Measuring 18 by 15 feet, the Millet Cross stands on a concrete block base engraved only with the date “1926.” A dedicatory plaque on the ground reads: “To Father Pierre Millet, French Jesuit Priest, Missionary to the Iroquois and Chaplain at Fort Niagara. Here on Good Friday, 1688, he dedicated a Cross invoking God’s Mercy for the plague-stricken garrison. Erected by the Knights of Columbus, Fourth Degree, 6th New York District, Calvert Province.”

On the horizontal beam the original inscription is reiterated: “Regn. Vinc. Imp. Chrs.” Between “Vinc.” and “Imp.” is an image of the Sacred Heart of Jesus, a devotion characteristic of French Catholicism.

On May 30, 1926, the Millet Cross was officially dedicated and blessed by Bishop William Turner of Buffalo in a ceremony attended by nearly 2,000 people, including state and local officials, the fort commandant, a military escort from the 28th Infantry and a Fourth Degree honor guard.

In 1937, a decade after the annual pilgrimage to the Millet Cross had begun, the U.S. National Parks Service published a historical account of the Father Millet Cross National Monument that included this tribute: “It stands as a memorial not only to Father Millet, but to those other priests whose heroism took Christianity into the wilderness and whose devotion sought to create in this new world a new France.”


The smallest national monument ever established, the 320-square foot site of the Father Millet Cross was removed from the national park system in 1949. However, the tradition of annual pilgrimage has continued unabated, with numerous Knights and their families making the journey to pay tribute to Father Millet and the memory of those who served their country.

Lewis Herman, a member of St. Pius X Council 11168 in Getzville, has been making the pilgrimage for more than 20 years and now takes his grandchildren. “My father was inducted into the Army for World War II here at Fort Niagara,” Herman said. “This is a place to experience living history and faith, which is why so many Knights bring their families.”

The Millet Cross has survived the harsh winters and summer heat of Western New York for nine decades, whereas the original wooden cross is estimated to have lasted five years at most.

“While the cross still to this day is quite beautiful and striking, a group of local Knights noticed that it was beginning to show its age, and they brought this to my attention in 2013,” said Jerome Brubaker, curator and assistant director of Old Fort Niagara. “The Knights have been very proactive in their concern for the Millet Cross.”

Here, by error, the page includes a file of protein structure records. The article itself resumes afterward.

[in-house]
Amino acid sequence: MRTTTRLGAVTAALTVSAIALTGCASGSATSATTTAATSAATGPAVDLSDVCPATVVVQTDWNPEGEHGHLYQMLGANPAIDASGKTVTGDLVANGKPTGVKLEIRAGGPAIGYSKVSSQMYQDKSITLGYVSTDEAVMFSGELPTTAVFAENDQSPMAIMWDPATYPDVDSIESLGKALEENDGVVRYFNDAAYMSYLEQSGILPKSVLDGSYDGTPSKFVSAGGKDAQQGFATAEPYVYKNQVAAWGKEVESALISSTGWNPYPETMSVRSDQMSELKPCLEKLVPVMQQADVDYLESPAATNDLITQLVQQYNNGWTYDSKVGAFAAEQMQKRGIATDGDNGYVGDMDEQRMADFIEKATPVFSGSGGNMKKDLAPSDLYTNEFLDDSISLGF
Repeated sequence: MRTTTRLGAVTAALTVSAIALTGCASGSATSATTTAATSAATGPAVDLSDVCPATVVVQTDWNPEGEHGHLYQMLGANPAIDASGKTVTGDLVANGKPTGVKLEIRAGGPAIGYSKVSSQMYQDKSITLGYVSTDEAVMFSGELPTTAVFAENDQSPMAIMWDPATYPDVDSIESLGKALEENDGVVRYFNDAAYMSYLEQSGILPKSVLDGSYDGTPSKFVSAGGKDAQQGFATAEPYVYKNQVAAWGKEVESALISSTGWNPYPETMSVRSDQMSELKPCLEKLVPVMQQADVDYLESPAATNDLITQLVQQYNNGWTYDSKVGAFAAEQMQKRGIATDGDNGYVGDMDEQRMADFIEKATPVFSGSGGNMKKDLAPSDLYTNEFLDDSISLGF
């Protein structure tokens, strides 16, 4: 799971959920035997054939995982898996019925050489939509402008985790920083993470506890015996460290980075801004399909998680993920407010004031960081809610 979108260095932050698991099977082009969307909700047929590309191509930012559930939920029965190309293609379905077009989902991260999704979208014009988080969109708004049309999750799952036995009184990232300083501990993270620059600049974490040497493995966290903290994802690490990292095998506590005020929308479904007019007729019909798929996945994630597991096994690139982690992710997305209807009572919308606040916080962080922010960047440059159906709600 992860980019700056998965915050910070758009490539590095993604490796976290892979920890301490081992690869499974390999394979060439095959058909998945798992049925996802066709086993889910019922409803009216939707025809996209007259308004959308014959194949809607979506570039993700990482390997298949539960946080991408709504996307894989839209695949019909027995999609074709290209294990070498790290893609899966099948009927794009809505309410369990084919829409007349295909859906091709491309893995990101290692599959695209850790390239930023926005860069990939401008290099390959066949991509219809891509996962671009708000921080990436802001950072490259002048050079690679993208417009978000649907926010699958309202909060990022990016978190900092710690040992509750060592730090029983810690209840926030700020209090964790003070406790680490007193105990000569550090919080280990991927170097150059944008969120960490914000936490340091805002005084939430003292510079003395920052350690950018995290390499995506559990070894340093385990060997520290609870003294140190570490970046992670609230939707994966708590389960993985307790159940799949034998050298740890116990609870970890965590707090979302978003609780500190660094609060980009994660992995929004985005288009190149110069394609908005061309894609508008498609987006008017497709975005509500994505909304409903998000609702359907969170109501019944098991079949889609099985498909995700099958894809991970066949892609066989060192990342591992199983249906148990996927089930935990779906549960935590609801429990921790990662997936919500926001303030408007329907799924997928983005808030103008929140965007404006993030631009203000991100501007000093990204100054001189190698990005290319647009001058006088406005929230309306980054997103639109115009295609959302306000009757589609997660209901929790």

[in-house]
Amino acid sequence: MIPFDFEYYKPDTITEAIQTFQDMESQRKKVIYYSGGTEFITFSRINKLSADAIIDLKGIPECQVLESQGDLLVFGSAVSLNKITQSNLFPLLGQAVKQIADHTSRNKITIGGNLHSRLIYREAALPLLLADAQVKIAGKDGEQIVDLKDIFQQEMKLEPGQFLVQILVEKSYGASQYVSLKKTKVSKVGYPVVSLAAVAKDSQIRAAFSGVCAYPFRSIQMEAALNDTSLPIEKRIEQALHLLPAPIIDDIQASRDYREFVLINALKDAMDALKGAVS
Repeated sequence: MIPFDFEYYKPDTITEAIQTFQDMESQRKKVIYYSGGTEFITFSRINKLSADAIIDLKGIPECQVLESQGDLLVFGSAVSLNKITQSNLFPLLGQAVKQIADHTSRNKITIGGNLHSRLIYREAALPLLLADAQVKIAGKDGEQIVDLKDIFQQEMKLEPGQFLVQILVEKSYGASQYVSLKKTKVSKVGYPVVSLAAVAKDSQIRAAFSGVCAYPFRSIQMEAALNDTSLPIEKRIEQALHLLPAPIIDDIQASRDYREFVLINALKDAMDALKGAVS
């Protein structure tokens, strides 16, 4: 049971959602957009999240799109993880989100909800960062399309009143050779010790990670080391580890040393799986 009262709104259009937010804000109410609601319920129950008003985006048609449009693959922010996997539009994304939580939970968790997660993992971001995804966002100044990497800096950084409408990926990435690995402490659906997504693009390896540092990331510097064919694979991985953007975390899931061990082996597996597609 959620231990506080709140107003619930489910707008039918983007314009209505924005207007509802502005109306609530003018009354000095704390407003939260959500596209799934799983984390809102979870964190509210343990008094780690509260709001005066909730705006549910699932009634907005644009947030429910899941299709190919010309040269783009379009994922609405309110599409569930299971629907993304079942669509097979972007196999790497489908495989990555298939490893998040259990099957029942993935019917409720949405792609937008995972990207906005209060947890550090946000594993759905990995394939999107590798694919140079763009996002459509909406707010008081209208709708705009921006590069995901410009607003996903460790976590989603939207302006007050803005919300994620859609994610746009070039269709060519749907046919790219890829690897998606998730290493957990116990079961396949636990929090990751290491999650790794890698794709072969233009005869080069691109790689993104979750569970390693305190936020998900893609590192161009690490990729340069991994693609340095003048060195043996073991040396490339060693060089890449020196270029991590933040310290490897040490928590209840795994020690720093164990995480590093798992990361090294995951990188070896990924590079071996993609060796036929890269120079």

One of the oldest, largest and best preserved military sites in North America, Old Fort Niagara is still an active base for the U.S. Coast Guard. Since the fort is part of Fort Niagara State Park, the Historic Preservation Office of New York State Parks has begun to formulate a plan to fully restore the Millet Cross to its original luster and grandeur. Local Knights have offered to assist in its restoration.

After the Millet Cross was raised in 1926, the Knights also helped fund the restoration of the small but beautiful chapel inside “The French Castle” at Fort Niagara, which was completed by 1929.

“One year, it rained and we had to have the ceremony indoors,” recalled Michael Flanagan, a member of St. John XXIII Council 7707 in Spencerport, who serves as the New York state program director. “We held Mass at the chapel in the castle, and it was especially moving, praying in a place where so many men over the centuries have prayed.”

A former master of New York District #4, Flanagan led the pilgrimage in 2004 and 2005 and is proud to be part of such a unique tradition.

“The pilgrimage to the Millet Cross lives on because of the faith of our brother Knights,” he said. “It is a special experience, a moving experience, to gather, to recall our history and to celebrate Mass — as Knights and Catholic Americans.”

KEVIN T. DI CAMILLO is a member of Don Bosco Council 4960 in Brooklyn, N.Y.